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What to expect
An affecting memoir from America’s youngest sommelier, tracing her path through the glamorous but famously toxic restaurant world
At just twenty-one, Victoria James became America’s youngest sommelier at a Michelin-starred restaurant. Even as Victoria was selling bottles worth hundreds and thousands of dollars during the day, passing sommelier certification exams with flying colors and receiving distinction from all kinds of press, there were still groping patrons, bosses who abused their role and status and a trip the hospital emergency room.
It would take hitting bottom at a new restaurant and restorative trips to the vineyards where she could feel closest to the wine she loved for Victoria to re-emerge, clear-eyed and passionate, and a proud ‘wine girl’ of her own Michelin-starred restaurant.
Exhilarating and inspiring, Wine Girl is the memoir of a young woman breaking free from an abusive and traumatic childhood on her own terms; an ethnography of the glittering, high-octane, but notoriously corrosive restaurant industry; and above all, a love letter to the restorative and life-changing effects of good wine and good hospitality.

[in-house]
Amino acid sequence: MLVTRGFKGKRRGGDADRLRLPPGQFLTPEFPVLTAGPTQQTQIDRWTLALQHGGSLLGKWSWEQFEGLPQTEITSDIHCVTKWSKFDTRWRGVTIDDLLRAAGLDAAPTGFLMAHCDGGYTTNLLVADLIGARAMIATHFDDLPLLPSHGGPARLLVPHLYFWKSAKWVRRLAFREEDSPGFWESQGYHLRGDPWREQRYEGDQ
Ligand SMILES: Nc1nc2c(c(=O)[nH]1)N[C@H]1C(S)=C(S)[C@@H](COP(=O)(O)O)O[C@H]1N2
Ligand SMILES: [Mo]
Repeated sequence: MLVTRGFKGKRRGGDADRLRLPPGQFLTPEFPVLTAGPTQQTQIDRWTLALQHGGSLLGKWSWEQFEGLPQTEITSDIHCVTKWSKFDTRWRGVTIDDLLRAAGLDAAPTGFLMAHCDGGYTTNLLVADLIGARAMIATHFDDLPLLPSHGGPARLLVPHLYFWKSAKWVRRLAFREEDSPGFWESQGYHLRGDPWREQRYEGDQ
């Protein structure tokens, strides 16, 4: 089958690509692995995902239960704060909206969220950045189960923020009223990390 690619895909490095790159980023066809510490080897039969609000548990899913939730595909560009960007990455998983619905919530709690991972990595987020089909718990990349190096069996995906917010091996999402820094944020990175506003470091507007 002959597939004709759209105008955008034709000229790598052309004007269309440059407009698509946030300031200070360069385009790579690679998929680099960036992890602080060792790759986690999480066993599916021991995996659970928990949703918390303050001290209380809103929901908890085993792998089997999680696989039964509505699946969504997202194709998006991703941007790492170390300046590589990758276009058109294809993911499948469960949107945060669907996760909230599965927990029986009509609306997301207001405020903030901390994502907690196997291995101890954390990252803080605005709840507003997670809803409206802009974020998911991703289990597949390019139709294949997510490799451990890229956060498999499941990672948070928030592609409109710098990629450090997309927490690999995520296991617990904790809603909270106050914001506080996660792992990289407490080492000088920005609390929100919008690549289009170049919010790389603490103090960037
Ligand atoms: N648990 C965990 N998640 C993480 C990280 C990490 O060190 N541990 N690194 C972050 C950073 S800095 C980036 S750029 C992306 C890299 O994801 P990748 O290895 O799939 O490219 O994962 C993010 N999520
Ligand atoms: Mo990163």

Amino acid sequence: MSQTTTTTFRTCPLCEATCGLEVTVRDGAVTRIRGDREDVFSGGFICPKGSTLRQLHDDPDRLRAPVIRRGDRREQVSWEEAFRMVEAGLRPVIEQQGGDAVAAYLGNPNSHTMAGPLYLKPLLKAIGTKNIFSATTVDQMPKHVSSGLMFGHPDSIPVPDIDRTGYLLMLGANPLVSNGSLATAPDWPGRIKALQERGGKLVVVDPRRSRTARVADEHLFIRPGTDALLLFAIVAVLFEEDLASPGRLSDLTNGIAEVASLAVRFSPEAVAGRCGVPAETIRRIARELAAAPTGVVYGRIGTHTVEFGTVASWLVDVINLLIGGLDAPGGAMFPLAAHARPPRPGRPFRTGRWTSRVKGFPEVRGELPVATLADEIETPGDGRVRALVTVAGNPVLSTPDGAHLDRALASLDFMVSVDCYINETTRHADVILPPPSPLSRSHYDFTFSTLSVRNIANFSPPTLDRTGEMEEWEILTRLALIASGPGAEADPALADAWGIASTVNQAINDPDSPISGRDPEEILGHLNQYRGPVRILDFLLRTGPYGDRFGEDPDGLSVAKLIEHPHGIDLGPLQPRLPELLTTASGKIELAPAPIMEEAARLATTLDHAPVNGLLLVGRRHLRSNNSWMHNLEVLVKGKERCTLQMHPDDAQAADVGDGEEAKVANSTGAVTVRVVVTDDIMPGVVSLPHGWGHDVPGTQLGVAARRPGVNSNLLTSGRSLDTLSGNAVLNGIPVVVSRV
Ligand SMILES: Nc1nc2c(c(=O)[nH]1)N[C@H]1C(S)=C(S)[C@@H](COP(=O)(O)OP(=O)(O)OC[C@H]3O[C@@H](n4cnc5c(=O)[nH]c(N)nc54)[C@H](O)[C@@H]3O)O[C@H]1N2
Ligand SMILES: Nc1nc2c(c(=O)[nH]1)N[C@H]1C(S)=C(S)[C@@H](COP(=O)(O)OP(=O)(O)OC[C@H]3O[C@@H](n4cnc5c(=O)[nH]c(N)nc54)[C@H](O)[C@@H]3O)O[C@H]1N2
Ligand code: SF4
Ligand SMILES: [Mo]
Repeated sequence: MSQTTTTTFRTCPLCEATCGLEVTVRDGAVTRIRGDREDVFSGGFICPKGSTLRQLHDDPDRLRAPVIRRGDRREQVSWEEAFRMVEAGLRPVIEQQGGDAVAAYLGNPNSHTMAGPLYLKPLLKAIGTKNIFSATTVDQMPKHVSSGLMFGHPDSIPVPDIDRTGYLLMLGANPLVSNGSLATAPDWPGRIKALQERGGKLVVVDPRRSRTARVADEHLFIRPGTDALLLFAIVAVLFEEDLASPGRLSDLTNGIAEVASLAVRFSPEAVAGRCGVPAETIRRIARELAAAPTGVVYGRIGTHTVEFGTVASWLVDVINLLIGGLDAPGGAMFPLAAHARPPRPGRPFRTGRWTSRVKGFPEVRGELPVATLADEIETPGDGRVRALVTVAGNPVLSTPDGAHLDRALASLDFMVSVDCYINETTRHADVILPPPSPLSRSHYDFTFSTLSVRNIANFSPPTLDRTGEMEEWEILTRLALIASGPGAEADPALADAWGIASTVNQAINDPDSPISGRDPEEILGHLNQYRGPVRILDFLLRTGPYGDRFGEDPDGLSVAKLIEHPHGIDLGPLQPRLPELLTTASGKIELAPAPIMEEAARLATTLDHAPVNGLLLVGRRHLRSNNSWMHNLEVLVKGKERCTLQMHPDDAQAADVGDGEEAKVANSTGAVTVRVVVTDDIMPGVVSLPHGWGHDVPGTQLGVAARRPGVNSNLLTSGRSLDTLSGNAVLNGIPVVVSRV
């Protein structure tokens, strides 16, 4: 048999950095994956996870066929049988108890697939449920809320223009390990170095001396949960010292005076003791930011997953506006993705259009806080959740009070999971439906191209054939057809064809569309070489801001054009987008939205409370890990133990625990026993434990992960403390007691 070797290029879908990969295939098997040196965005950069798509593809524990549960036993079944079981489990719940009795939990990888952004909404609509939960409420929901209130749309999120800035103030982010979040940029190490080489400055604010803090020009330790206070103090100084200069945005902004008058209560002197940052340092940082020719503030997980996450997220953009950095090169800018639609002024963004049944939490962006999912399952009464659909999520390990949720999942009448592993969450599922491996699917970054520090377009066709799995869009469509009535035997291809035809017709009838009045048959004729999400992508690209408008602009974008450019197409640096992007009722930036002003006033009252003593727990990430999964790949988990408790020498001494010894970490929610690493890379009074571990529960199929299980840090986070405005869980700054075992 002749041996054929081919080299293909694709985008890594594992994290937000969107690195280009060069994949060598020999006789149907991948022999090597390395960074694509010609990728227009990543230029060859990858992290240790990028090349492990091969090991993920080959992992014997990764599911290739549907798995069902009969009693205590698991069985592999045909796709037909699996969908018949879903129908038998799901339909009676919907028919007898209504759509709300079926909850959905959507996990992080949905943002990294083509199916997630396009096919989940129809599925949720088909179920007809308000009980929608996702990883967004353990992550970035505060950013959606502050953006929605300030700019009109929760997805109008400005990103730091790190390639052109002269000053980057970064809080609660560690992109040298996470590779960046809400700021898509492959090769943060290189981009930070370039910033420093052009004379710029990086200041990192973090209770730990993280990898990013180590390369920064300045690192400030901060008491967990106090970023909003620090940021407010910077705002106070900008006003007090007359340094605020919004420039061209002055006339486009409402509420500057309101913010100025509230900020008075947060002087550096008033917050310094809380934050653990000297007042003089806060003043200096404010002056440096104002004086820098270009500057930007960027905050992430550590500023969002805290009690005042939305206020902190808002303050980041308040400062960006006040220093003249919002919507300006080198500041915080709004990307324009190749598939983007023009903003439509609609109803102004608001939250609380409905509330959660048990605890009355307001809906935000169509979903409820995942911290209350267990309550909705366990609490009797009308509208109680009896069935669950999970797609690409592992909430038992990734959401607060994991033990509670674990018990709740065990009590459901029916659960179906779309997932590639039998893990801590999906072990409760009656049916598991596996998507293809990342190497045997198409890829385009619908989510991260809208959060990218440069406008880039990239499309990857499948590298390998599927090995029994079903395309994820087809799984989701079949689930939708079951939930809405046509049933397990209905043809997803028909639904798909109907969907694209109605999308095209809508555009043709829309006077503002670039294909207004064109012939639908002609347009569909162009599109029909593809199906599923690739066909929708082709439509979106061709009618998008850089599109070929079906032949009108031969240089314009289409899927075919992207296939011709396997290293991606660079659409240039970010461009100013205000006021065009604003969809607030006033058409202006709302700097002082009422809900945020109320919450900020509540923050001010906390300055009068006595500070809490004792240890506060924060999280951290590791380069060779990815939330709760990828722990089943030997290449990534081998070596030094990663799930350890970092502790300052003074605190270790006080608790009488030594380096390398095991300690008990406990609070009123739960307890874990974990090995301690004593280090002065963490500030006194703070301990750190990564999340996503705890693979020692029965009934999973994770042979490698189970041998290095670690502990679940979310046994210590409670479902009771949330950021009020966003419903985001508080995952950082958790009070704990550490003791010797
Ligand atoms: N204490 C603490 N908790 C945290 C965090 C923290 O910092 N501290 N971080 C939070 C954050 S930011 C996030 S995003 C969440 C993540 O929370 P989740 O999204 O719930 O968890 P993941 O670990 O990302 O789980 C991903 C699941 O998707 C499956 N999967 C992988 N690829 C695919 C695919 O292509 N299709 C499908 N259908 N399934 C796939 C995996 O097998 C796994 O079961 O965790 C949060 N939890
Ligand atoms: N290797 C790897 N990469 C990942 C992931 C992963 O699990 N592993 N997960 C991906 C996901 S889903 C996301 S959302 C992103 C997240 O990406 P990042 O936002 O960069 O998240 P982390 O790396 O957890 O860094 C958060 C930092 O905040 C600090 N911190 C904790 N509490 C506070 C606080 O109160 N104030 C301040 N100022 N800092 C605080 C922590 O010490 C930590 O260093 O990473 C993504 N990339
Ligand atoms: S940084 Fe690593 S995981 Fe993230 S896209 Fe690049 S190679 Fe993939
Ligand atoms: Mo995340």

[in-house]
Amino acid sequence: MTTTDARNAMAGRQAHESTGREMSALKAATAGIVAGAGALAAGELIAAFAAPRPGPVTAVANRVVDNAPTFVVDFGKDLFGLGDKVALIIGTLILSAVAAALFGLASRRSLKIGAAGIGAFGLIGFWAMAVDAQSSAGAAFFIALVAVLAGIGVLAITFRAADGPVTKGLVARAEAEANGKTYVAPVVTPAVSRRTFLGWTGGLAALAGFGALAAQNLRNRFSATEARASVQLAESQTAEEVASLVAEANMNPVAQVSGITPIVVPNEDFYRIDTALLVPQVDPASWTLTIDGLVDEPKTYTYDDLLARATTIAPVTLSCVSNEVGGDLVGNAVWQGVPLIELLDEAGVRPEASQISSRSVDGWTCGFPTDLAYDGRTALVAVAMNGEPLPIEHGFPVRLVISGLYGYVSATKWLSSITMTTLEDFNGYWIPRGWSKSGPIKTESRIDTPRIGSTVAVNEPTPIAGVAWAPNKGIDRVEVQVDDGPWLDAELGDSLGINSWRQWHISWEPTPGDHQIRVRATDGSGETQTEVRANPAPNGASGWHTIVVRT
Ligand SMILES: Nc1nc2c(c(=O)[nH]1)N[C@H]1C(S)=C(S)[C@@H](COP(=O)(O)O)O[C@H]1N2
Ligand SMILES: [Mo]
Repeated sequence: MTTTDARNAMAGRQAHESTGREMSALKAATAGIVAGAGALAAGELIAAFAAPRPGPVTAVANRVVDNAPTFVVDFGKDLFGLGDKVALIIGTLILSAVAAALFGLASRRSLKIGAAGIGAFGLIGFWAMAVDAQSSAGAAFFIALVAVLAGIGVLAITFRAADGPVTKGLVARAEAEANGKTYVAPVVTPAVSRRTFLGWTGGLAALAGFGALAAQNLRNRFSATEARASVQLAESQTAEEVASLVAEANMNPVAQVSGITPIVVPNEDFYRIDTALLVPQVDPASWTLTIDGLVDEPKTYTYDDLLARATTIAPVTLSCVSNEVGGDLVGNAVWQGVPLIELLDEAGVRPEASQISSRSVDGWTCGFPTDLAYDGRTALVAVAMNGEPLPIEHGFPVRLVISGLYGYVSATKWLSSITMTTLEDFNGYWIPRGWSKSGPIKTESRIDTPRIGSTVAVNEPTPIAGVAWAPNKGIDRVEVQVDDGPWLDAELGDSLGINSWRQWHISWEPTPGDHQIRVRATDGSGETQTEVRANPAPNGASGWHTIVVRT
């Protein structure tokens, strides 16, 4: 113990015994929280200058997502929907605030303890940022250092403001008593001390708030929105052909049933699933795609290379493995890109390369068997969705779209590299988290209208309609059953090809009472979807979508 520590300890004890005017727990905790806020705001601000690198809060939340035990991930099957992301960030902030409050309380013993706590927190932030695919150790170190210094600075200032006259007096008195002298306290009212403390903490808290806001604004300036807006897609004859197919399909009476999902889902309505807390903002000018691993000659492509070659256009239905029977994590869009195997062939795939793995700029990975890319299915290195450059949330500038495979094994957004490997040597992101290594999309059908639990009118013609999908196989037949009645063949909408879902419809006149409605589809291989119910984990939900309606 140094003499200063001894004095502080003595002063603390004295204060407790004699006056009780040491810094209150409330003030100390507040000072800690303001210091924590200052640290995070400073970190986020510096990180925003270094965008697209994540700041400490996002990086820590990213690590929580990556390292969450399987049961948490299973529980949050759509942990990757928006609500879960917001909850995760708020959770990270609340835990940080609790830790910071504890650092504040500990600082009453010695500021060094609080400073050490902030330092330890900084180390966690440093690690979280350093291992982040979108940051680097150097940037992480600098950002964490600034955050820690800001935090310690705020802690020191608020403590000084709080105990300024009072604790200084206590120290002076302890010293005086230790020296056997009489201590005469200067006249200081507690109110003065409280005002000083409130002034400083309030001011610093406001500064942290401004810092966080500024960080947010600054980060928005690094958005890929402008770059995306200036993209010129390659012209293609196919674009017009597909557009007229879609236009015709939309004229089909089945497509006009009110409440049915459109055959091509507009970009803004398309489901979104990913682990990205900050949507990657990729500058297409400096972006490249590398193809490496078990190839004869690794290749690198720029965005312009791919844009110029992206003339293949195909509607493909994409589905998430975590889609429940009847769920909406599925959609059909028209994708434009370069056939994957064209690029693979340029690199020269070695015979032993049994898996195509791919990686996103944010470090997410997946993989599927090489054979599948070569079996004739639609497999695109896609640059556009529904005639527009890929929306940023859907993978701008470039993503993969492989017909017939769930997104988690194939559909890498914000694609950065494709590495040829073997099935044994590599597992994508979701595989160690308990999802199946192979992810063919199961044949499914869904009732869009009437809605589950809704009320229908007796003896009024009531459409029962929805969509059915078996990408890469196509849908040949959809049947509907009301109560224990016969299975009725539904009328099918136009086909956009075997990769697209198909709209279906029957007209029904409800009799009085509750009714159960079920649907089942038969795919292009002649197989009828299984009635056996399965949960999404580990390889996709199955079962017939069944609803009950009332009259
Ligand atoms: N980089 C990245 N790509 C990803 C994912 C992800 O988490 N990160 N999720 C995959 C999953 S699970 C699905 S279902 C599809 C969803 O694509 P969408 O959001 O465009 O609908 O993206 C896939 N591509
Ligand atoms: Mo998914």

An uplifting story of grit and resilience that will leave you with an appetite for the pleasures that James so vividly describesMail on Sunday
James does for wine what Anthony Bourdain did for the high-pressure, low-margin world of professional restaurants, exposing secrets kept from customers . . . James offers a fresh lexicon for a young generation of “cork dorks” hungry to know and talk about wine . . . But James’s story is edged with the darkness of her experience in hospitality . . . [her] story shows how precarious life on the knife-edge of survival in the restaurant industry really is. Almost unbelievably, she retained an abiding love for wineFinancial Times
Don’t read this book without wine to hand. I glugged at the gossipy bits, sipped at the sad parts . . . In Wine Girl James spills all on Manhattan’s fine-dining world . . . you’ll raise a glass to her extraordinary resilienceSunday Times
A brilliantly Bourdain-ish tale of a young woman making her way through the sexist American fine-dining world. A glass of rich white burgundy, such as Christophe Cordier’s, will enhance the experience of the chapter in which James deals hilariously with a chauvinistic mansplainer and a bottle of super-expensive white burgundyObserver
Wine Girl speaks to a new generation. This memoir is not an easy read. It is, yes, about discovering wine and becoming a sommelier, but also about a difficult upbringing . . . and gender politics, and sexual abuse and harassment in and around the “toxic world of fine dining”Telegraph
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